Jun 2, 2014

9 Steps to happiness


1. Buy some bliss

"Purchasing things like televisions, clothes and coffee machines won't make you happier overall -- but buying experiencesmaximizes happiness," says Michael Norton, associate professor
of business administration at Harvard Business School and co-author of the book, "Happy Money: The Science of Smarter

2. Getting older

Happiness dips when women are about 40 and comes roaring back as they approach 50, finds a study of 500,000 women and men in 72 countries. (This is something I actually have doubts about thinking 40 is finally getting it, but hey, if this is going to take you even further getting 50 the prospects are great...)

3. Forget self-improvement

Basking in what's already great about yourself is a more effective   route to joy than trying to fix what's not, says Willibald Ruch, a professor of psychology at the University of Zurich who studies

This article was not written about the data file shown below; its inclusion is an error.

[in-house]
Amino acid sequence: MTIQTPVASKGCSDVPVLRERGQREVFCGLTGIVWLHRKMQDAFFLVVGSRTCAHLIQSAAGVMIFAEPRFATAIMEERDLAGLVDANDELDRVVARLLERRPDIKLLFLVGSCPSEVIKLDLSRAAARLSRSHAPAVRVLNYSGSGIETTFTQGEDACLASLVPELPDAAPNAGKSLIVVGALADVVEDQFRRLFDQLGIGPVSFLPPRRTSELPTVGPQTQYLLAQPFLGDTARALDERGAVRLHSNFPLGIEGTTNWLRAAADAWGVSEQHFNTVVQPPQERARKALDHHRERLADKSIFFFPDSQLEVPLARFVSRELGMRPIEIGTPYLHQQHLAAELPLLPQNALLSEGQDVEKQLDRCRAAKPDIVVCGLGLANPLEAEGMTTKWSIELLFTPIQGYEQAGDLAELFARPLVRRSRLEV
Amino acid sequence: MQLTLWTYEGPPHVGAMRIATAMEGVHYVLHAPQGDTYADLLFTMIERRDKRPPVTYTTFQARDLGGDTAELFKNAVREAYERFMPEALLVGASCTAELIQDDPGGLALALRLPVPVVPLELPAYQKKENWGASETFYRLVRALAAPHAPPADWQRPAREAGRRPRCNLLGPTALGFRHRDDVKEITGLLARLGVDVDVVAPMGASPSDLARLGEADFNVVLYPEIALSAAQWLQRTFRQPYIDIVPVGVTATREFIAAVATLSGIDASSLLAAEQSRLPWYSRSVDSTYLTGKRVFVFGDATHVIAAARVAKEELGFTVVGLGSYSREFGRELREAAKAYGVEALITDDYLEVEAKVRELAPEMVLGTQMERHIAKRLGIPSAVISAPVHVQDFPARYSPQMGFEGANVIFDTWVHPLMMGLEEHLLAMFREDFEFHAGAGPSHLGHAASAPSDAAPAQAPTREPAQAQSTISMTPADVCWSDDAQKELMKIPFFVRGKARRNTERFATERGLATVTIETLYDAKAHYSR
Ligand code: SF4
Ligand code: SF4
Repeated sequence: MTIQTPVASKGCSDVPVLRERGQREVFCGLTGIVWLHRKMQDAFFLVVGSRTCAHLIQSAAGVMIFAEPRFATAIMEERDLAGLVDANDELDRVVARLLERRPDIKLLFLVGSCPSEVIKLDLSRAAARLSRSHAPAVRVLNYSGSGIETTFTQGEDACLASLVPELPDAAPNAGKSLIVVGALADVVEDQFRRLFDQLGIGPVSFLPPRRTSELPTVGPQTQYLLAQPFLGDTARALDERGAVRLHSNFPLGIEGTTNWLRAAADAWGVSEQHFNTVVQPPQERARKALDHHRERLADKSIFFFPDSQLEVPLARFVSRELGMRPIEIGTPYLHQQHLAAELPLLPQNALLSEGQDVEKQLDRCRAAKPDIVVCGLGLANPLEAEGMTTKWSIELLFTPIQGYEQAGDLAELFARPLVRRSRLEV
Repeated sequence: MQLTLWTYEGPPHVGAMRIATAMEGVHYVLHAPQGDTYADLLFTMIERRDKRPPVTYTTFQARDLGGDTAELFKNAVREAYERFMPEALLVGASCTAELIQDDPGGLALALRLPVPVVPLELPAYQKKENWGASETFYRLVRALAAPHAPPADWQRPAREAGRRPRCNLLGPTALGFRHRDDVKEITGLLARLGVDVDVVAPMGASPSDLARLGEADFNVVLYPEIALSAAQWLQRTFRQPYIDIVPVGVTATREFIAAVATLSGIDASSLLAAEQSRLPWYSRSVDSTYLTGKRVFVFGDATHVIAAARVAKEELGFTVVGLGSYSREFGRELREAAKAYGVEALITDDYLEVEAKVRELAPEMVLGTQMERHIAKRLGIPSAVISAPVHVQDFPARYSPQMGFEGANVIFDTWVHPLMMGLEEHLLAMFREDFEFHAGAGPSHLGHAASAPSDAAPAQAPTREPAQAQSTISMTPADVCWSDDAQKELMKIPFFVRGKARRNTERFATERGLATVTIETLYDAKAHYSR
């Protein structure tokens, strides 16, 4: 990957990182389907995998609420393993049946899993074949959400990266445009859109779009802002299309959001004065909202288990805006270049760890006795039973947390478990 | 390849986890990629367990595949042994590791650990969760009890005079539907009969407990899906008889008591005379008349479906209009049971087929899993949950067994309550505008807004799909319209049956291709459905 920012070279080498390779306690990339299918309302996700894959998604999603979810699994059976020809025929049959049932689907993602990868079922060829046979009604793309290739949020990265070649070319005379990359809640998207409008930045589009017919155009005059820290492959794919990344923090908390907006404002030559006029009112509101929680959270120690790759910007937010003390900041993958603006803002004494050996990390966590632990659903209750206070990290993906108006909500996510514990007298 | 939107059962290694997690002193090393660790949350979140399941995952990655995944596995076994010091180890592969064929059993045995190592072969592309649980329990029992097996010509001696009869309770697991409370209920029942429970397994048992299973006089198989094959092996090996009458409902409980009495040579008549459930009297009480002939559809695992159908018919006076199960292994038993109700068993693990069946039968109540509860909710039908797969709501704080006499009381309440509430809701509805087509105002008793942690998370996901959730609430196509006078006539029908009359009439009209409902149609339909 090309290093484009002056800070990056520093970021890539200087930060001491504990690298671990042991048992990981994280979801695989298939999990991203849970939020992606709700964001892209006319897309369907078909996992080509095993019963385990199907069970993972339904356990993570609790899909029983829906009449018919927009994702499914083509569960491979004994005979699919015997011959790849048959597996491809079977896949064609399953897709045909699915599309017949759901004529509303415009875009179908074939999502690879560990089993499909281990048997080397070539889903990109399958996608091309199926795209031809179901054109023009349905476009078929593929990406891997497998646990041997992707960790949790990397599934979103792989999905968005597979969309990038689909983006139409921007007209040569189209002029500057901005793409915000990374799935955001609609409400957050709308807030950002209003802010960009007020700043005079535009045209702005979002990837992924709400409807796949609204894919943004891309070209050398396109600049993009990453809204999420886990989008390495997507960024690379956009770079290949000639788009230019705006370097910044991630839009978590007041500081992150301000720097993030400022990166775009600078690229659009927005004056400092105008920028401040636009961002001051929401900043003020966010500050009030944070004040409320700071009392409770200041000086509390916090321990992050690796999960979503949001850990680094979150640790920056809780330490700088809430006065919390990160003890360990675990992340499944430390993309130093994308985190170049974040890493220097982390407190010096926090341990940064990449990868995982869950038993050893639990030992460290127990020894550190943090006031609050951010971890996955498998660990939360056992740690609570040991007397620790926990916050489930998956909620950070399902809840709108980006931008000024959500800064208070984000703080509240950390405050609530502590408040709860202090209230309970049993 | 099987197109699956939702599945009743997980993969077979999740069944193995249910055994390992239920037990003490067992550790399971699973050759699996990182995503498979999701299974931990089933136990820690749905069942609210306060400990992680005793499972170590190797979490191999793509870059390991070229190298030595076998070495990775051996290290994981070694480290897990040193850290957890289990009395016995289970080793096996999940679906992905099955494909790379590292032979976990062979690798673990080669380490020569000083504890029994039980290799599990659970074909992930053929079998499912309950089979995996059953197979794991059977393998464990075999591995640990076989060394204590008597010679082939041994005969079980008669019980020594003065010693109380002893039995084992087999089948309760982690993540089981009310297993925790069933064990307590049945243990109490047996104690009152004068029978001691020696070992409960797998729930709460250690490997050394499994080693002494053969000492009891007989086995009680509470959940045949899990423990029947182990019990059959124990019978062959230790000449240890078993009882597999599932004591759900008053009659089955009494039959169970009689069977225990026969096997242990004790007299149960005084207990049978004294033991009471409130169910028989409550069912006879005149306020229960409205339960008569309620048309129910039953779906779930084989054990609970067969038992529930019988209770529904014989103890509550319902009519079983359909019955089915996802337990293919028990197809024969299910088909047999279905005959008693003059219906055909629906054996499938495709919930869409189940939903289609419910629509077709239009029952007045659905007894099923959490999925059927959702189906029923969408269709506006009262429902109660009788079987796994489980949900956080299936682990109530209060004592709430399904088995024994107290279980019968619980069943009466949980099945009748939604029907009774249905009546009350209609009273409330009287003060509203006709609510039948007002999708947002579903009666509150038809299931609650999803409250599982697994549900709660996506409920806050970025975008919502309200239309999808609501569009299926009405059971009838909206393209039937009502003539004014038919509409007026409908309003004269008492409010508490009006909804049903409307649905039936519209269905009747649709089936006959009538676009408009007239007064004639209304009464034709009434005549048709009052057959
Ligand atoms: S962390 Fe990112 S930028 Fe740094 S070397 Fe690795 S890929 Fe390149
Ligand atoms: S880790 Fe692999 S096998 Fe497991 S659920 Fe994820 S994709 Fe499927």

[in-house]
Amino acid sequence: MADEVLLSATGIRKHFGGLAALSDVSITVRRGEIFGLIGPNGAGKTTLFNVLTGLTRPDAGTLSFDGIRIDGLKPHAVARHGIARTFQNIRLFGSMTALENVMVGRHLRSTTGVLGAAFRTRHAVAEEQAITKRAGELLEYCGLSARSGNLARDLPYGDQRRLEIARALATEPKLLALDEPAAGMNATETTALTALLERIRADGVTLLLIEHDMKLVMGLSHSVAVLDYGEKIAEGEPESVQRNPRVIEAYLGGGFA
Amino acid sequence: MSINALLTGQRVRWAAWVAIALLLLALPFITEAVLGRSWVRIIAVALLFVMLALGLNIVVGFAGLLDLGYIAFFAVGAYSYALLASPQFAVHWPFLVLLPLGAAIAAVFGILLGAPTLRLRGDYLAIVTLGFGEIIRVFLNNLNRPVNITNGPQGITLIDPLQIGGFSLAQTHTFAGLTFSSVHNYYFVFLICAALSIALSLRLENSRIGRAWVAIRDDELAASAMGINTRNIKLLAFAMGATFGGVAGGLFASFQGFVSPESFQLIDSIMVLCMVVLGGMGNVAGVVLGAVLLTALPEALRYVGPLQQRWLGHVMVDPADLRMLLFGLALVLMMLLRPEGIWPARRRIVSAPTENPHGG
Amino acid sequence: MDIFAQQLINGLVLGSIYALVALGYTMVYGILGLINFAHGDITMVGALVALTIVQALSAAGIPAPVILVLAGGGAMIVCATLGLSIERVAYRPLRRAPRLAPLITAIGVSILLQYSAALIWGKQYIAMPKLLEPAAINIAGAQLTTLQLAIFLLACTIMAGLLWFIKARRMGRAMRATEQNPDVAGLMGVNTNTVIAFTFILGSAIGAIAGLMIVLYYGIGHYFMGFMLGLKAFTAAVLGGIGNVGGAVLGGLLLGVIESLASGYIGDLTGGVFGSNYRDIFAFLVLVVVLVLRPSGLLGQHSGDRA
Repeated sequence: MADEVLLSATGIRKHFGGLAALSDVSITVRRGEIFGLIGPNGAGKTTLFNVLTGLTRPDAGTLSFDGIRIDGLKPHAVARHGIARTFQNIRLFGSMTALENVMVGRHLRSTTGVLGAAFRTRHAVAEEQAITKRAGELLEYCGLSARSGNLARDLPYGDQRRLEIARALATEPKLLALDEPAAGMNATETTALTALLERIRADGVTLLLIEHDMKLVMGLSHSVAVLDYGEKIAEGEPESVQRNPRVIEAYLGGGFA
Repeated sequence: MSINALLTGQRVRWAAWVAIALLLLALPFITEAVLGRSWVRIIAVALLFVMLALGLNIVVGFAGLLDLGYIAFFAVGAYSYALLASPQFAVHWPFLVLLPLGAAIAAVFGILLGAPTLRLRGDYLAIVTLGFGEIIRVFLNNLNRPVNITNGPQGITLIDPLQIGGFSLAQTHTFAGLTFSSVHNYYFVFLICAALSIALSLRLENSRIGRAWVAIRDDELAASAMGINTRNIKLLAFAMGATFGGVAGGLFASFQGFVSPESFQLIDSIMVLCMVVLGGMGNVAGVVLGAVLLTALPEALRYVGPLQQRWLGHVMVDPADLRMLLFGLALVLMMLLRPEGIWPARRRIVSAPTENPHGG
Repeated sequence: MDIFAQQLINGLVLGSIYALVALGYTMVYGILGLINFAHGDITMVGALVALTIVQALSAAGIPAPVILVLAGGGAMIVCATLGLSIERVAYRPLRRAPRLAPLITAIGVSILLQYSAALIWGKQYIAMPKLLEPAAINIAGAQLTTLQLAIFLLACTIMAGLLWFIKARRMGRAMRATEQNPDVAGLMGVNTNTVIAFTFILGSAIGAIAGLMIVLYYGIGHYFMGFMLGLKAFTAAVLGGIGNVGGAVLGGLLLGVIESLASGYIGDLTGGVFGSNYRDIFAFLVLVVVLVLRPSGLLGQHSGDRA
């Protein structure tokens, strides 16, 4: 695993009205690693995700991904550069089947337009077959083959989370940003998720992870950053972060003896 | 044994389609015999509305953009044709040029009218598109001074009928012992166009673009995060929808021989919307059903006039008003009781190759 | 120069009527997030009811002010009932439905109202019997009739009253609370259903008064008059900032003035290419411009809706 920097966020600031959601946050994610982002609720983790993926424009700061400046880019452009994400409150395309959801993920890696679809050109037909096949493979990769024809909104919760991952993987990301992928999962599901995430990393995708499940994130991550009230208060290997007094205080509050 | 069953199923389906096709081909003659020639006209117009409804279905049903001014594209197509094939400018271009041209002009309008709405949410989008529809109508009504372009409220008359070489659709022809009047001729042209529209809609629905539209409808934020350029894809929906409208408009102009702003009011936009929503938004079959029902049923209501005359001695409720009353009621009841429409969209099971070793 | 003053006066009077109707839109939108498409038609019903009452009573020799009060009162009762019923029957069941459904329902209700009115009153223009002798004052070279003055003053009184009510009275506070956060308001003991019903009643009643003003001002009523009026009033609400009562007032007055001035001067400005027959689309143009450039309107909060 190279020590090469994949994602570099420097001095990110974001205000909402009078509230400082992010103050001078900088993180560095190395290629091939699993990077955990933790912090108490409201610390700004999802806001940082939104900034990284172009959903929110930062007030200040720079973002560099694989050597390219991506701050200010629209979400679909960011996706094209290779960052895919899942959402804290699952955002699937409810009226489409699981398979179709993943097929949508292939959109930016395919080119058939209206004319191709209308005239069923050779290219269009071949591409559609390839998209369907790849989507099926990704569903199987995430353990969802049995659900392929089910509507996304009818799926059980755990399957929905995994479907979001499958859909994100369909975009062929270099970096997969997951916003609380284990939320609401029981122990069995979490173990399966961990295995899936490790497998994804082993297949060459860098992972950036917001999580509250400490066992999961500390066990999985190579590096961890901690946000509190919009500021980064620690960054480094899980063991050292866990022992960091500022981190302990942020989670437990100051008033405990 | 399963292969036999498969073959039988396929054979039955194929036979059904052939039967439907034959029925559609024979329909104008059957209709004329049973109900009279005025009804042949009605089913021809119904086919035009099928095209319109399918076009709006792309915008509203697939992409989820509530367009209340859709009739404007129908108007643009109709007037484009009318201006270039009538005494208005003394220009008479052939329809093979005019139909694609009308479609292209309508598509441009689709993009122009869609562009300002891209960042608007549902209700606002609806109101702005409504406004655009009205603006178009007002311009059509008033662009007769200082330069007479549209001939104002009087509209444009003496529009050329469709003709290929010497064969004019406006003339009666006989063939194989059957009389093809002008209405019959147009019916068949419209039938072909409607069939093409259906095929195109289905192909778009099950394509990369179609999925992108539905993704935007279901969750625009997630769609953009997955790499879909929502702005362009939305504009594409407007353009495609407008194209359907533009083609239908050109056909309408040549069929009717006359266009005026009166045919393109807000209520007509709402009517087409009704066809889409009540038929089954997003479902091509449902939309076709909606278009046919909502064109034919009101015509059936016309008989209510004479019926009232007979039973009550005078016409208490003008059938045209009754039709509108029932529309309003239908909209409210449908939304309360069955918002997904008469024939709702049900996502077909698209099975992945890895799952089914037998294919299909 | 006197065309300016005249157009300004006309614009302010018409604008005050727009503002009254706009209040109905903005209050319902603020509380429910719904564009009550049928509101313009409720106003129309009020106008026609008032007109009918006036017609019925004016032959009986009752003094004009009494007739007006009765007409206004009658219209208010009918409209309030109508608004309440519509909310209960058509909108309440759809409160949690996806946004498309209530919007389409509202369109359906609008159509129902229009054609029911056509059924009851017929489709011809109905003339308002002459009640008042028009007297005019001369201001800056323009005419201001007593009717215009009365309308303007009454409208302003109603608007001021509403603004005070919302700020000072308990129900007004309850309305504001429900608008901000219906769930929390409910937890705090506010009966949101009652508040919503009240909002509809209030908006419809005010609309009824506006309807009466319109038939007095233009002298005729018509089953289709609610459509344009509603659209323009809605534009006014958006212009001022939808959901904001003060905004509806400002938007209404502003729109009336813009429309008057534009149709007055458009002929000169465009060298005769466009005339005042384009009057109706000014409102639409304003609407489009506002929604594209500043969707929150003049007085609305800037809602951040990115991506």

character strengths and happiness.

4. Make tough stuff work

"It's often negative experiences that help us grow and learn, which  is vital for being happy," says Sonja Lyubomirsky, professor of  psychology at the University of California in Riverside and author
of the book, "The Myths of Happiness."

5. Spend 21 minutes focusing on your relationship

"Couples who evaluated their relationship had less argument- induced stress -- and significantly higher levels of happiness and passion than those who didn't quiz themselves..."

6. Try a tearjerker

"The sadness that you feel as a result of watching unfulfilled love, for instance, can spur you to think about your relationships -- and appreciate what you have."

7. Love your commute

"People who walk or bike to the office may be happier than those  who drive or take the bus, finds a 2012 study of 800 people in  Portland, Oregon."

8. Take credit for giving

"While giving to charity brings more happiness than spending   money on yourself, our research finds that doing things for people you know makes you happiest,"

9. Fake it until you feel it

"When you're bummed out, the mere act of smiling can cheer you up. The reasons for this effect have yet to be pinpointed, but one study at the University of Kansas in Lawrence reveals that flashing a grin slows down your heart rate during stress and chills you out."

This is an excerpt from Living Free from Laptop Millionaire and you can read the  whole article from CNN here